Finally, Member States will report to the Commission, no later than two years after the date of application of the new HTA Regulation, on the consideration of joint work in their national HTA processes, including the way joint clinical assessment reports have been considered when carrying out national HTAs. Member States will also report on the workload of the Coordination Group and on whether they have considered the developed methodological guidance.
How will the new framework of EU HTA cooperation work in practice?
The Regulation establishes a Member State Coordination Group of members designated by each country. The Coordination Group will oversee the joint technical work carried out by subgroups of national representatives for specific types of work (e.g. Joint Clinical Assessments, Joint Scientific Consultations, or methodological guidance documents). External experts, including clinicians and patients, will also be able to provide input during the preparation of joint work (Joint Clinical Assessment and Joint Scientific Consultation). On the other hand, stakeholder organisations, including patient organisations, healthcare professional organisations, clinical and learned societies, as well as health technology developers and payers will be able to provide input on non-product related matters, such as on the drafting and preparation of methodological guidance documents. A Stakeholder Network will be set up to facilitate a regular dialogue between European umbrella stakeholder organisations and the Coordination Group.
The Commission will serve as secretariat to the cooperation, ensuring that procedures are followed and joint work is produced in a timely and transparent manner. The Commission will also facilitate exchange of information with other relevant EU agencies and bodies (e.g. the European Medicines Agency).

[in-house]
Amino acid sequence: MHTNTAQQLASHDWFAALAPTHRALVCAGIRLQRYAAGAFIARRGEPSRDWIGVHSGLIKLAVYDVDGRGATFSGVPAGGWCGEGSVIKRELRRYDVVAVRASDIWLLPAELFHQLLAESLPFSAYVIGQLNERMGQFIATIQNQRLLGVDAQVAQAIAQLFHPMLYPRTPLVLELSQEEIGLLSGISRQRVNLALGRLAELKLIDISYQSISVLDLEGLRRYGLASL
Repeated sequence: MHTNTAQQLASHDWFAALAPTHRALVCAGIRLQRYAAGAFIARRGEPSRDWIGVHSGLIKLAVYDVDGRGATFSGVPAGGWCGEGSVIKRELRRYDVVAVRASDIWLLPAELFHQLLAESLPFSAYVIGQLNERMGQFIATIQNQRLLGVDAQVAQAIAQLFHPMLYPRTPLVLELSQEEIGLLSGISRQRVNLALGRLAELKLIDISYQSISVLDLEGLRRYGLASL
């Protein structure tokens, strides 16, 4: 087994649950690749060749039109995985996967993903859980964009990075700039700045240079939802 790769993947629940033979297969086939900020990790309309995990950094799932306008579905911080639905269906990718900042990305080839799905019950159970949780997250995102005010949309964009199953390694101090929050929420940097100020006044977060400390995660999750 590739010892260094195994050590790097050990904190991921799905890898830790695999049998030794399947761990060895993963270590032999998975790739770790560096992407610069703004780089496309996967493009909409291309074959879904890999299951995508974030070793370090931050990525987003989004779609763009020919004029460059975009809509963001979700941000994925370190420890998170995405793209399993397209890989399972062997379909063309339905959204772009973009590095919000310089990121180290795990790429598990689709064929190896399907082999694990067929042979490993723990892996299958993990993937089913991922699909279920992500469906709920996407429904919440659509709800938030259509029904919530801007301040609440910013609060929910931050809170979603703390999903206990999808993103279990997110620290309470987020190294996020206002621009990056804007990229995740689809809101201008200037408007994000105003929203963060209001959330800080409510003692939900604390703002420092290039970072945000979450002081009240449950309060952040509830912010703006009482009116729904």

What are the next steps in implementing the HTA Regulation?
The HTA Regulation will enter into force in January 2022 and it will be applied three years later (January 2025). This means that joint work such as Joint Clinical Assessments and Joint Scientific Consultations will only be carried out from January 2025. The three year delayed application period aims to ensure that there is enough time to set up the organisational framework of the HTA Regulation (e.g. the Coordination Group and its subgroups, the Stakeholder Network) and to adopt the implementing and delegated acts and methodological guidance documents provided for by the Regulation. The delayed application will also give Member States time to adjust their national HTA legislation and processes to the new HTA Regulation as needed, and stakeholder organisations, in particular health technology developers, will have time to familiarise and comply with the requirements of the new framework.
As a first implementation step following entry into force in January 2022, the Commission will set up the Coordination Group composed of representatives designated by Member States. The first meeting of the Coordination Group is tentatively planned in June 2022. Around the same time, a conference is envisaged to inform a wide range of stakeholder organisations on the new Regulation and its implementation. The Commission will also launch the procedure to set up the Stakeholder Network provided for by the Regulation.
Who will implement the HTA Regulation?
The HTA Regulation grants implementing powers to the Commission and confers to it powers to adopt delegated acts. When defining the measures contained in the implementing acts, the Commission will be assisted by a committee composed of representatives from all EU countries (comitology procedure).* On the other hand, in order to prepare and adopt delegated acts, the Commission will have to consult expert groups. Citizens and other stakeholders can provide feedback on the draft text of a delegated act during the publication for feedback according to the Commission's better regulation agenda.